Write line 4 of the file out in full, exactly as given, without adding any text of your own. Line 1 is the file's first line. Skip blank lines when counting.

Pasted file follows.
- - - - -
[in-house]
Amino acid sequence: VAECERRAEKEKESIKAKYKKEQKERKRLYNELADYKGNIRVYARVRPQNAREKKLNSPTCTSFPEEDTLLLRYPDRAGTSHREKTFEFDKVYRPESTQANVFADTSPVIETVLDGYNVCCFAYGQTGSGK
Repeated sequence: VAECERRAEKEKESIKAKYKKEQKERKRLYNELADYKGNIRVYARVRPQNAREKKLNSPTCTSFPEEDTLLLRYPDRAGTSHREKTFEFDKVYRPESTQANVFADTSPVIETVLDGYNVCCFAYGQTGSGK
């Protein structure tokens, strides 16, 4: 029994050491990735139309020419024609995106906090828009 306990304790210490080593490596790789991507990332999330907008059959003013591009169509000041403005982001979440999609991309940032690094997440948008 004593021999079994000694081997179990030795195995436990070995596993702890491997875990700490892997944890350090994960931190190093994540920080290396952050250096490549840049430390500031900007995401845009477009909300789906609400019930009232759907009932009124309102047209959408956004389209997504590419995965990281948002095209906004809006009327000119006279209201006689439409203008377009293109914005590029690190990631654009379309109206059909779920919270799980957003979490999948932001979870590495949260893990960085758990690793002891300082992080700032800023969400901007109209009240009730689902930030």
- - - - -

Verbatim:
């Protein structure tokens, strides 16, 4: 029994050491990735139309020419024609995106906090828009 306990304790210490080593490596790789991507990332999330907008059959003013591009169509000041403005982001979440999609991309940032690094997440948008 004593021999079994000694081997179990030795195995436990070995596993702890491997875990700490892997944890350090994960931190190093994540920080290396952050250096490549840049430390500031900007995401845009477009909300789906609400019930009232759907009932009124309102047209959408956004389209997504590419995965990281948002095209906004809006009327000119006279209201006689439409203008377009293109914005590029690190990631654009379309109206059909779920919270799980957003979490999948932001979870590495949260893990960085758990690793002891300082992080700032800023969400901007109209009240009730689902930030």